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Beware! Cyber criminals are on the prowl

Last updated on: November 22, 2010 10:04 IST

Beware! Cyber criminals are on the prowl

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Kirtika Suneja in New Delhi


Cyber criminals use their best schemes during holidays to trap the web surfer -- this New Year is going to be no different.

With a 111.4 per cent rise in malicious websites from 2009 to 2010, internet security is on a high and companies like Websense, Symantec and McAfee have warned of sharper and specific cyber attacks this festive season.

Hackers have defaced more than 9,000 Indian websites in the first three quarters of the calendar year by taking advantage of security gaps.

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The recent news of Prince William's engagement triggered malicious activity: McAfee's security researchers found that several 'Prince William' search results on Google and Yahoo were 'poisoned' (or infected) by hackers who manipulated the results to infect users' computers.

"This is a growing trend. Bad guys target the hot news of the moment and take advantage of people's tendency to trust Google," reports Websense, which estimates that 22.4 per cent of all searches for current news lead to malicious results on search engines.

According to Websense 2010 Threat Report, out of the 40 million websites that Websense scans for malicious code, nearly 10 million emails have unwanted content and malicious code.

With Christmas less than a month away, Apple iPad offer scams, fake gift cards, holiday job offers and Grinch-like greetings are expected to multiply.

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"Scams continue to be big business for cyber criminals who have their eyes set on capitalising on open hearts and wallets this holiday season.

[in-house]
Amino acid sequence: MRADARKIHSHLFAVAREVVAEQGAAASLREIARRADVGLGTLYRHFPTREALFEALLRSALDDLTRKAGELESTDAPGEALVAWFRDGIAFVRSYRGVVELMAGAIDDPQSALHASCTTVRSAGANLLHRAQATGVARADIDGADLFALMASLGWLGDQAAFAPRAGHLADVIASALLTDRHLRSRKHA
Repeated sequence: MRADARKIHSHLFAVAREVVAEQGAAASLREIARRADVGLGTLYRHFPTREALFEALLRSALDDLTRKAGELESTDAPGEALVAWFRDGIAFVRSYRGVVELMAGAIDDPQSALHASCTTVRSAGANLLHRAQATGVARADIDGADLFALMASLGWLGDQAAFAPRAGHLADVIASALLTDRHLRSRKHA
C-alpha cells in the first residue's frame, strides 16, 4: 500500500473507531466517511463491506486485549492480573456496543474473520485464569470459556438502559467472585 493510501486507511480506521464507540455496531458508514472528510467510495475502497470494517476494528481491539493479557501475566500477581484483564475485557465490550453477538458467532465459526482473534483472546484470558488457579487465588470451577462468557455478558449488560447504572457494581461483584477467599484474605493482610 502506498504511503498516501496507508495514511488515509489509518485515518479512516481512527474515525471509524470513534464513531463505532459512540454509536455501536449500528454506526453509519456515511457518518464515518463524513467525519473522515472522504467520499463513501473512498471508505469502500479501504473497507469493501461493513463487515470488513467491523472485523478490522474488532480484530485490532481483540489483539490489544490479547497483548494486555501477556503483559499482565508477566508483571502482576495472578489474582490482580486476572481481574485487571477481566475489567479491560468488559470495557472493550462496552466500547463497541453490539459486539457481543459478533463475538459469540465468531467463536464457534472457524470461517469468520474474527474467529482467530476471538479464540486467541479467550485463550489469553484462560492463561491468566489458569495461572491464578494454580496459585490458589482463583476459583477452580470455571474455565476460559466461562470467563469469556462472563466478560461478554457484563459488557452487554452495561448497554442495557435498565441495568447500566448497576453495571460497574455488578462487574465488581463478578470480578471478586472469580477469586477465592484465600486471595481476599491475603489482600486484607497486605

"As people jump online to look for deals on gifts and travel, it's important to recognise common scams to safeguard against theft during the busy season ahead," said Dave Marcus, director of security research for McAfee Labs.

In fact, online threats are no longer delivered in just email attachments. Now, sophisticated script-based attacks embedded in Flash or social websites like Google, Facebook and YouTube, where 80 per cent of web traffic has access, are now the playgrounds for cyber criminals.

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The most dreaded worm of the year was Stuxnet that affecting industrial control systems in as many as 155 countries, including India.

Besides being the first computer worm to affect real-world equipment, Stuxnet has impacted critical infrastructure such as nuclear power plants, dams, water treatment facilities and other factories.

Till September 29, Symantec data reveal there were approximately 100,000 infected hosts and over 40,000 unique external IP addresses that were infected by the Stuxnet worm.

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"While 60 per cent of the infections were observed in Iran, India had the third highest infection rate globally, just behind Indonesia. Nearly 10 per cent of Stuxnet infections were observed in India," the Symantec report said.

Shantanu Ghosh, vice-president (India Product Operations) of Symantec said: "Critical infrastructure will increasingly come under attack and while service providers will respond actively, governments will be slow to react. Moreover, a new frontier in politically motivated attacks will emerge."

Security experts warned that users also need to be aware of smishing (SMS that contain links to corrupt websites).

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These text messages may appear to have come from your bank or an online retailer citing an account error and asking you to call a number to verify your account information.

In reality, these are merely a ruse to extract valuable personal information from the user.

So, how can users protect themselves from such cyber attacks?
Stick to well-established and trusted sites that include trust marks (icons or seals from third parties verifying that the site is safe) and by not responding to offers that arrive in a spam email, text or instant message, said security experts.

Users should also be aware that Wi-Fi networks are easily compromised. Marcus of McAfee Labs said, "Don't check bank accounts or shop online if you're not sure the network is safe. Don't believe anything that's too good to be true."



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